An Eight-Team Playoff – Now

It was only a matter of time.

Yet, though bad, it could have been worse. And, in future years, it likely will be.

But now we have proof enough that a four-team playoff in college football is insufficient. This year, in my view, only Alabama merits sure inclusion. It gets crazy from there.

Let’s start in Happy Valley. Penn State would make the argument that they both beat Ohio State and won the Big Ten championship. Even with two losses, their case, at least for inclusion, is strong.

And, as we look at the rest of the competitive teams, how confident can we be about the other picks of the committee? However these “experts” came to their decisions, are we really convinced, for example, that Washington is better than Penn State and Michigan? One loss in a terribly easy schedule should not be deemed better than two losses in a tough conference with big wins against top teams.

And Clemson? Look at their pitiful schedule. Do we want to say their work merits beating out Michigan, Penn State or even Oklahoma, for that matter? After a rough start, Oklahoma, like Penn State, came on strong to win 9 straight games against a stronger set of opponents.

Recall Michigan’s situation. They handily beat Penn State, and they beat Wisconsin, the two teams in the Big Ten championship game. They beat Colorado. They lost two games on the last play of each game, including the game in overtime with Ohio State at Columbus.

Last year, the problem began to surface with Stanford’s exclusion. This year, it’s gotten worse. In future years, it will likely get even worse.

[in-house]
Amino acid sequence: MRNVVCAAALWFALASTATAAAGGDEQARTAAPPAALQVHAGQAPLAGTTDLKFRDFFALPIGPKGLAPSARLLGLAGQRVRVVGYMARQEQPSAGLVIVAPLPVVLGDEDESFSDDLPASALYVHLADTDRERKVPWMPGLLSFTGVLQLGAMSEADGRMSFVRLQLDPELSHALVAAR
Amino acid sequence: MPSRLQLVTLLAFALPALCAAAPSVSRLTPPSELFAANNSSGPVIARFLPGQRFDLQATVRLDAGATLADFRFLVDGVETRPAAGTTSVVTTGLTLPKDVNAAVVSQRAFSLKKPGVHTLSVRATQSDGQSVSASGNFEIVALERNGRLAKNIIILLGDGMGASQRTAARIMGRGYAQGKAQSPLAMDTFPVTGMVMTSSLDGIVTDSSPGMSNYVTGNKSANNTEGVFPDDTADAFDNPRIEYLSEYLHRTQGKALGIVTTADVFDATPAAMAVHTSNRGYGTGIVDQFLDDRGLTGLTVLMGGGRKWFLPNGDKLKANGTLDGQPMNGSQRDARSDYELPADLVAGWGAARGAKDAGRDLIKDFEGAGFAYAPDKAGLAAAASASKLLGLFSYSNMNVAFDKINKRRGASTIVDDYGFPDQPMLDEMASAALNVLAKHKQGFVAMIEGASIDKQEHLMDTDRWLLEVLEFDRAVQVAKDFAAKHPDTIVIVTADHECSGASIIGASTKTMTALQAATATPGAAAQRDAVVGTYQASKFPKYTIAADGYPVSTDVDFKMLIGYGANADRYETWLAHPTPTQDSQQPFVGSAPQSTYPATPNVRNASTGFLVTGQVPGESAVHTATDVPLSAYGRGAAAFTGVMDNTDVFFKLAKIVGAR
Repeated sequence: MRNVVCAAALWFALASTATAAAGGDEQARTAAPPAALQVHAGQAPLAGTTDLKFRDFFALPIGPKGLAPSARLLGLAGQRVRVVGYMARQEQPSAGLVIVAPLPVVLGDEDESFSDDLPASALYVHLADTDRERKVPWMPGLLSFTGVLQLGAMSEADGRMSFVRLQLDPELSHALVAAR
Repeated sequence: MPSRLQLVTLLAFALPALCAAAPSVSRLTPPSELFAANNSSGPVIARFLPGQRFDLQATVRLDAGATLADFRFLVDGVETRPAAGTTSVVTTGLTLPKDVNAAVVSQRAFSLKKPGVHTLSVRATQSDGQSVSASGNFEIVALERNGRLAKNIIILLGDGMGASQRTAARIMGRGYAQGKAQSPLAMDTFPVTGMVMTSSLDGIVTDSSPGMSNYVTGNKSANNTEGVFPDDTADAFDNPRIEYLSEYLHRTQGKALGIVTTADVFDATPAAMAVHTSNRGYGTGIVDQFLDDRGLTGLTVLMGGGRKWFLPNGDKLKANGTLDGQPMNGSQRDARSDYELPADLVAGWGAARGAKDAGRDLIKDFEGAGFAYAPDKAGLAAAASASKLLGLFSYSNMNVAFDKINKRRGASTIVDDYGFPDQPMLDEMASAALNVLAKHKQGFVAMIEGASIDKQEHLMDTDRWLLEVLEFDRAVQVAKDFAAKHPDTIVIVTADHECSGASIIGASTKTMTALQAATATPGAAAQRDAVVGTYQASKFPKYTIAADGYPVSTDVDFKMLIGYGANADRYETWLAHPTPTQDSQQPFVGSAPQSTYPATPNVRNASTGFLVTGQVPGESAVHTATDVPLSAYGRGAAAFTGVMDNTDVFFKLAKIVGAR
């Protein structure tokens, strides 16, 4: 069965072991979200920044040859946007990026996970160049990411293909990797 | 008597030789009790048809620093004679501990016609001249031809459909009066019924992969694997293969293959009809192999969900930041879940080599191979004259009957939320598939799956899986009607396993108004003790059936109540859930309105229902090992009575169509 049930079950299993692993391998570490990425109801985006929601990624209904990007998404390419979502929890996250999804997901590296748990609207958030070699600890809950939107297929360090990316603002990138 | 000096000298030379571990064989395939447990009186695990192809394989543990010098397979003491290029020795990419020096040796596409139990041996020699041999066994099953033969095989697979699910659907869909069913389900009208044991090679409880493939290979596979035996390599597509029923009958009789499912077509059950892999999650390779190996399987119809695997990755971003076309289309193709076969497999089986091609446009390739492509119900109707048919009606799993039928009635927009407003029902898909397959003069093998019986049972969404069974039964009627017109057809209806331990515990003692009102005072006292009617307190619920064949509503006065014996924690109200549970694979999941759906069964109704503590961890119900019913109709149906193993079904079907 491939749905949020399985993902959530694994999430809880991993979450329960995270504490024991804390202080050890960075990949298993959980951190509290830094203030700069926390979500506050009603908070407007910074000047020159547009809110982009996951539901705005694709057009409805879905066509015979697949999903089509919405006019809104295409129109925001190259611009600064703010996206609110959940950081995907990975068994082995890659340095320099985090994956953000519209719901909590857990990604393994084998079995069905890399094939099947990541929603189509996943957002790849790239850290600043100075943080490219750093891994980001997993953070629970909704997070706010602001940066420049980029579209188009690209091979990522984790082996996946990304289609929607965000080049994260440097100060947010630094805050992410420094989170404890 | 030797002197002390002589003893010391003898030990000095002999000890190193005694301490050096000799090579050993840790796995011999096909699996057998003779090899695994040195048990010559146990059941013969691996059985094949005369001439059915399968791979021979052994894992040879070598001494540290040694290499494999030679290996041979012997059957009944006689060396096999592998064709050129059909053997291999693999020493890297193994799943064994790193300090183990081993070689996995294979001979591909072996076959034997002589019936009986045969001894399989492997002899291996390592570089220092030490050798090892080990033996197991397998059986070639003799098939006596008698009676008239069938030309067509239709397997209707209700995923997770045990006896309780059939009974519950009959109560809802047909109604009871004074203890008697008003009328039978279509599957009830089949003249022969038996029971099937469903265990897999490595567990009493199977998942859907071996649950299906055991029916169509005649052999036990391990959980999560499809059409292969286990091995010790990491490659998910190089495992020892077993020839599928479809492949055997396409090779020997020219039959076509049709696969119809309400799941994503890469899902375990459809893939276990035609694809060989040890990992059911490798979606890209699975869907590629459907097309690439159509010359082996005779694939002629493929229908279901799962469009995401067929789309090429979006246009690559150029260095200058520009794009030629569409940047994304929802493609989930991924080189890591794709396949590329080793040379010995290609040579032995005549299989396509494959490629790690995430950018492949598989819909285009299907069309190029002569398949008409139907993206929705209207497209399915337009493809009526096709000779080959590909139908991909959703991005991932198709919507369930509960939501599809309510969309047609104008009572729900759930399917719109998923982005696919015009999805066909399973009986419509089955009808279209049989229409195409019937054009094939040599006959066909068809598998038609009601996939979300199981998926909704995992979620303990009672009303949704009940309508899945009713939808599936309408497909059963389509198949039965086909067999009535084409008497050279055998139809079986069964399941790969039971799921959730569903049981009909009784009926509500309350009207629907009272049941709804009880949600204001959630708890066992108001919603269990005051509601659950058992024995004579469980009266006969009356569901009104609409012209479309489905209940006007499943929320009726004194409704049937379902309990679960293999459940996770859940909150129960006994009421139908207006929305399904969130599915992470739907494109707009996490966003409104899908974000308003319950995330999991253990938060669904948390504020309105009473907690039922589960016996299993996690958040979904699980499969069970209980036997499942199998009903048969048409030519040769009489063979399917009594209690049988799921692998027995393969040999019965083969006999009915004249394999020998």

The role for committees and pundits and points should be reduced again. (Aren’t you totally tired of pundits and TV talkers, by the way?) This experiment with four teams is an improvement, to be sure. But let’s take the needed next step. I realize if there’s an eight-team playoff there will be teams in the 9th and 10th spots who will complain. No system is perfect. But making it over the bar of at least the top eight to compete for the national championship is probably the right and best marker.

So, Alabama should absolutely be in. Ohio State, Clemson, Washington, Michigan, Penn State, and Oklahoma ought to be among those to play, too. They’re too close in achievement for a committee to be able to make legitimate off-the-field judgments in favor of some and against others in the group. Let’s not just be satisfied that the committee did the best it could and accept it. Let the close decisions be resolved on the field, not in the committee room.

The bureaucrats complain the season will be too long if there’s an extended season. Balderdash! Cut out one of the meaningless early games. Or eliminate the conference championship games. Or, perhaps best of all, let four teams play extra games.

Fans would love it. The revenues would be huge and could be shared appropriately. Although the details would have to be worked out, the existing bowls could largely share in hosting most or all of the games.

I repeat: it will only get worse. There will be years when the problem is greater than it is this year.

So, fix it ASAP. Pretty please.